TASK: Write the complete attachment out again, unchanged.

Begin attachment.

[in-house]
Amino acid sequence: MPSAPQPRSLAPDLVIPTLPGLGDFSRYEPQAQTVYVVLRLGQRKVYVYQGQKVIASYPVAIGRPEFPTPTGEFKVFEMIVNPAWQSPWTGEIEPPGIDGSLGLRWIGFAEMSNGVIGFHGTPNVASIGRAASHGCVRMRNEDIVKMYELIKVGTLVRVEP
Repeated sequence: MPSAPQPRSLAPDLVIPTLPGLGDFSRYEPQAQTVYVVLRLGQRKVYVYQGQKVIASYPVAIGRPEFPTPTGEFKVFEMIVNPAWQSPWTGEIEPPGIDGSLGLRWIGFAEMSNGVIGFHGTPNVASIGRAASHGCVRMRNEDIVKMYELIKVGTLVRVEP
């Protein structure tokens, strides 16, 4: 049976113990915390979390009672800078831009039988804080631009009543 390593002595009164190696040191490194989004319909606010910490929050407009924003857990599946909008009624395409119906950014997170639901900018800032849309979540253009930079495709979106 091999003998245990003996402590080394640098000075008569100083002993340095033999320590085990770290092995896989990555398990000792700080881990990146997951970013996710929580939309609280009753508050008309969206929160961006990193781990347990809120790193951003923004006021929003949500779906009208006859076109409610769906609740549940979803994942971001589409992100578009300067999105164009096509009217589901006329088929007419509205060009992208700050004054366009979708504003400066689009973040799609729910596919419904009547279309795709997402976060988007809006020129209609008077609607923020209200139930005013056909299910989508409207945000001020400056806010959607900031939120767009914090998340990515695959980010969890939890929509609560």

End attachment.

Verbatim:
[in-house]
Amino acid sequence: MPSAPQPRSLAPDLVIPTLPGLGDFSRYEPQAQTVYVVLRLGQRKVYVYQGQKVIASYPVAIGRPEFPTPTGEFKVFEMIVNPAWQSPWTGEIEPPGIDGSLGLRWIGFAEMSNGVIGFHGTPNVASIGRAASHGCVRMRNEDIVKMYELIKVGTLVRVEP
Repeated sequence: MPSAPQPRSLAPDLVIPTLPGLGDFSRYEPQAQTVYVVLRLGQRKVYVYQGQKVIASYPVAIGRPEFPTPTGEFKVFEMIVNPAWQSPWTGEIEPPGIDGSLGLRWIGFAEMSNGVIGFHGTPNVASIGRAASHGCVRMRNEDIVKMYELIKVGTLVRVEP
């Protein structure tokens, strides 16, 4: 049976113990915390979390009672800078831009039988804080631009009543 390593002595009164190696040191490194989004319909606010910490929050407009924003857990599946909008009624395409119906950014997170639901900018800032849309979540253009930079495709979106 091999003998245990003996402590080394640098000075008569100083002993340095033999320590085990770290092995896989990555398990000792700080881990990146997951970013996710929580939309609280009753508050008309969206929160961006990193781990347990809120790193951003923004006021929003949500779906009208006859076109409610769906609740549940979803994942971001589409992100578009300067999105164009096509009217589901006329088929007419509205060009992208700050004054366009979708504003400066689009973040799609729910596919419904009547279309795709997402976060988007809006020129209609008077609607923020209200139930005013056909299910989508409207945000001020400056806010959607900031939120767009914090998340990515695959980010969890939890929509609560």